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Rheumatoid Arthritis: NHS on common signs and symptoms

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The Arthritis Foundation says that eating leafy green vegetables can help manage the condition. The reason for this is because they are high in antioxidants such as vitamin A, C, and K.

This advice is reflected in scientific findings on the impact of antioxidants on the body. One study published in 2014 in the Journal of Preventive Medicine suggested that antioxidants could help manage symptoms.

The authors concluded: “Our findings showed that antioxidants may improve disease activity significantly, but it did not affect the number of painful and swollen joints and increased erythrocyte antioxidant levels. Antioxidants may be useful for controlling clinical outcomes and oxidative stress in RA.”

Meanwhile, another study published in 2019 found suggested leafy green vegetables such as kale and spinach increased levels of beta-carotene, a key source of vitamin A.

Furthermore the research, published in the American Journal of Lifestyle Medicine, found that beta-carotene could help reduce levels of C-reactive protein, does pristiq work for anxiety one which can lead to acute inflammation.

As a result, some studies suggest that leafy green vegetables can help alleviate symptoms of arthritis through dietary means.

Alongside charities, the NHS also highlights the benefits of a healthy diet in managing arthritis. It advises: “It’s very important to eat a healthy balanced diet if you have arthritis. Eating healthily will give you all the nutrients you need and help you maintain a healthy weight.”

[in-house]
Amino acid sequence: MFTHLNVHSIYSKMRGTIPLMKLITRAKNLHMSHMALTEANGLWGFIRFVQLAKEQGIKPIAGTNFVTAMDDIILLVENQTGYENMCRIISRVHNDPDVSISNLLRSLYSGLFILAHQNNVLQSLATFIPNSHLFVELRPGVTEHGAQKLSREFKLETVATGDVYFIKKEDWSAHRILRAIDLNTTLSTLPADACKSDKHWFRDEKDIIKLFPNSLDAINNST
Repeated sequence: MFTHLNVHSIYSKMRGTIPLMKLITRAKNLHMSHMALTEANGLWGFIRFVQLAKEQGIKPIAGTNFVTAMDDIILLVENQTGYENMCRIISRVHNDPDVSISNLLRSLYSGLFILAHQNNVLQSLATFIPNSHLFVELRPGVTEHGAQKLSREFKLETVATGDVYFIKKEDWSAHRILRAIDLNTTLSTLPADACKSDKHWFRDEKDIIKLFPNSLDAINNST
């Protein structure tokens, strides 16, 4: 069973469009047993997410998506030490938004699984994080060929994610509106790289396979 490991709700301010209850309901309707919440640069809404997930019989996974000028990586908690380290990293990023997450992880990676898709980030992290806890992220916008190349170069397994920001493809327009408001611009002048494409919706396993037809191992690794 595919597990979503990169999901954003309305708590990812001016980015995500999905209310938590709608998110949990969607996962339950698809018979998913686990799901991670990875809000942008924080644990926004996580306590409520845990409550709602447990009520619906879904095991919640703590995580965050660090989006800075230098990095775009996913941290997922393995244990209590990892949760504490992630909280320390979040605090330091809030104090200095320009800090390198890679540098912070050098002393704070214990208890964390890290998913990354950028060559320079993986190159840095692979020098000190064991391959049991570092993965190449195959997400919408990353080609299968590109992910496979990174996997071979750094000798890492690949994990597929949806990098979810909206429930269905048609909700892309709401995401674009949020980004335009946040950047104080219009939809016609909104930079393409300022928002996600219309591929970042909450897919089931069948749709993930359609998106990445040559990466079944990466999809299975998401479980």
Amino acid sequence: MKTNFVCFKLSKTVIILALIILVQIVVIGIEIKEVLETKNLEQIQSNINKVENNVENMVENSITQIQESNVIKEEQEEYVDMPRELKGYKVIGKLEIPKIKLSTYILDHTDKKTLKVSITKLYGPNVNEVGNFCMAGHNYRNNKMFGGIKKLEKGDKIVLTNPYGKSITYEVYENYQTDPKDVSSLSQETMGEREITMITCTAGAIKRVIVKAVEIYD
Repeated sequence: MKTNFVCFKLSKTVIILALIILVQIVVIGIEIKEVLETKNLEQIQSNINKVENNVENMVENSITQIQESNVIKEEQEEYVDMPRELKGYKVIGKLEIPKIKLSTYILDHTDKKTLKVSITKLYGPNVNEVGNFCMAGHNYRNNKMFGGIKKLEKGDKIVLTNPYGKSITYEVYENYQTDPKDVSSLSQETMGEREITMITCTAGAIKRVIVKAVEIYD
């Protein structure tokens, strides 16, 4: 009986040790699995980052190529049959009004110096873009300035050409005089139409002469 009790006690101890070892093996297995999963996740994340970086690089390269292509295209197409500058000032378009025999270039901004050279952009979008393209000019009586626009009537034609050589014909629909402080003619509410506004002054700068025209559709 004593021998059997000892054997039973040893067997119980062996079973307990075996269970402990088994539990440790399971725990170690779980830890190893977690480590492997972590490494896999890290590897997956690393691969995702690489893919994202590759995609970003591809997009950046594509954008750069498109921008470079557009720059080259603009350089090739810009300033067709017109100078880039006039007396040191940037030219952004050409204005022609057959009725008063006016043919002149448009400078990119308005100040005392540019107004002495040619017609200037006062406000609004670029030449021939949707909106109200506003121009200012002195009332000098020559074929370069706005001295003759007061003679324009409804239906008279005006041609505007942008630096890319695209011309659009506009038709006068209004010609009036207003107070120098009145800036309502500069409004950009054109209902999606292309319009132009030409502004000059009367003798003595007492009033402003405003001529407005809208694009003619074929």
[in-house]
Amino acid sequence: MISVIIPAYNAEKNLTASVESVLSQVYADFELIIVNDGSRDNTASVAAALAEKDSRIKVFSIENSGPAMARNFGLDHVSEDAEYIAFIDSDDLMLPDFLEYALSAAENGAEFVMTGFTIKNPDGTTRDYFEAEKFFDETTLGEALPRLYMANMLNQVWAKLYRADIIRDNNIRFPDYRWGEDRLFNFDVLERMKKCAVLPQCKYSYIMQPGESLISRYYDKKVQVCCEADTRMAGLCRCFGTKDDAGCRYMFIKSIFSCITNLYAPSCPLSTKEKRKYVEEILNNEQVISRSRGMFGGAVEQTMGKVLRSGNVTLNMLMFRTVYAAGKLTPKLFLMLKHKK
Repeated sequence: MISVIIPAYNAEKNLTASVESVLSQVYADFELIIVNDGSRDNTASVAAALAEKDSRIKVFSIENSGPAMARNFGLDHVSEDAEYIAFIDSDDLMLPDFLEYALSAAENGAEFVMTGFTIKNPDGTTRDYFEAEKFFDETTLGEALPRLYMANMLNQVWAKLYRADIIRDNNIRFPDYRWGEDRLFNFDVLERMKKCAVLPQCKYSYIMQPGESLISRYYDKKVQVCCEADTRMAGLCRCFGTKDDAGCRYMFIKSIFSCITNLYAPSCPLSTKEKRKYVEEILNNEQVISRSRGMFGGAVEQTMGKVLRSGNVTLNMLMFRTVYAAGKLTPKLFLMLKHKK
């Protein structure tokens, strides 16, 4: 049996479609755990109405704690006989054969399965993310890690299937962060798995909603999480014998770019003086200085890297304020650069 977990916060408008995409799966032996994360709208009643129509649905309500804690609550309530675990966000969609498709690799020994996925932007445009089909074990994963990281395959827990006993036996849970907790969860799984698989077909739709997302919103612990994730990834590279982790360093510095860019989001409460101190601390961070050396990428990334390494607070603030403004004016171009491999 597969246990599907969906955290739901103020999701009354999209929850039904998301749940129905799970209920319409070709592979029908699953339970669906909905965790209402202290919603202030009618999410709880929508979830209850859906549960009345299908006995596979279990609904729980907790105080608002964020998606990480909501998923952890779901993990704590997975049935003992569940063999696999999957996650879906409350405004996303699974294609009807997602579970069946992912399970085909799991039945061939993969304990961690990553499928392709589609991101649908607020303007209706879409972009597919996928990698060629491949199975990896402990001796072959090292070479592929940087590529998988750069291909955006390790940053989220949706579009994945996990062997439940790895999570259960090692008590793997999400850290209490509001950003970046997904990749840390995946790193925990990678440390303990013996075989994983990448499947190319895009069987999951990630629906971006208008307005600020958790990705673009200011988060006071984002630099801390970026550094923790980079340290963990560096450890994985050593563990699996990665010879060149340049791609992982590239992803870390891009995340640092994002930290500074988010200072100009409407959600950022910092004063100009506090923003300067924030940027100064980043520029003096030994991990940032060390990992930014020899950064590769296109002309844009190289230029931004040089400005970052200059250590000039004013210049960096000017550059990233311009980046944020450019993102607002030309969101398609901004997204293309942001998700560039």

The reason for the NHS’s emphasis on a healthy weight is because carrying excess weight means extra weight and pressure on the joints affected by arthritis.

One of the best ways to lose this weight is through exercise. While this may not be the most attractive thing to engage in with painful joints, the act of exercising can help reduce and prevent pain from recurring.

The NHS says: “As long as you do the right type and level of exercise for your condition, your arthritis won’t get any worse. Combined with a healthy, balanced diet, regular exercise will help you lose weight and place less strain on your joints. Your GP can recommend the type and level of exercise that’s right for you.”

What are other ways to manage arthritis?

Other ways to manage the condition include joint care; examples of this include using larger joints as levers such as putting pressure through your shoulder to open a door rather than the hand.

Using several joints to spread the weight of an object is also recommended by the NHS as one of the ways to engage in joint care. If working at a desk, it adds it is “also important to avoid sitting in the same position for long periods of time and to take regular breaks so you can move around”.

What are the main types of arthritis?

The two most common forms of arthritis in the UK are Osteoarthritis and Rheumatoid arthritis. Osteoarthritis is the most common form of the condition in the UK, mainly affecting people in their mid-40s and above.

The condition is more often found in women and people with a family history of the condition. Despite this, the NHS warns that the disease can develop “at any age as a result of an injury or be associated with other joint-related conditions, such as gout”.

Meanwhile, rheumatoid arthritis is the less common form of the condition. It often begins when someone is between the ages of 30 and 50 years old.

In contrast to osteoarthritis, rheumatoid arthritis is an autoimmune condition, one which occurs when the body’s immune system attacks joints leading to the associated pain and swelling.

What can cause arthritis?

Arthritis can be caused for a number of reasons. In the case of osteoarthritis, it can be caused by:
• Joint injury
• Other conditions
• Age
• Family history
• Obesity
• Being a woman.

Usually arthritis can be caused in the aftermath of an injury because the joint has been overused and not given enough time to heal.

Furthermore, other conditions such as rheumatoid arthritis or gout can lead to the development of osteoarthritis; this is also known as secondary arthritis.

Should someone be diagnosed with arthritis, there are several options open in regards to management via the NHS.

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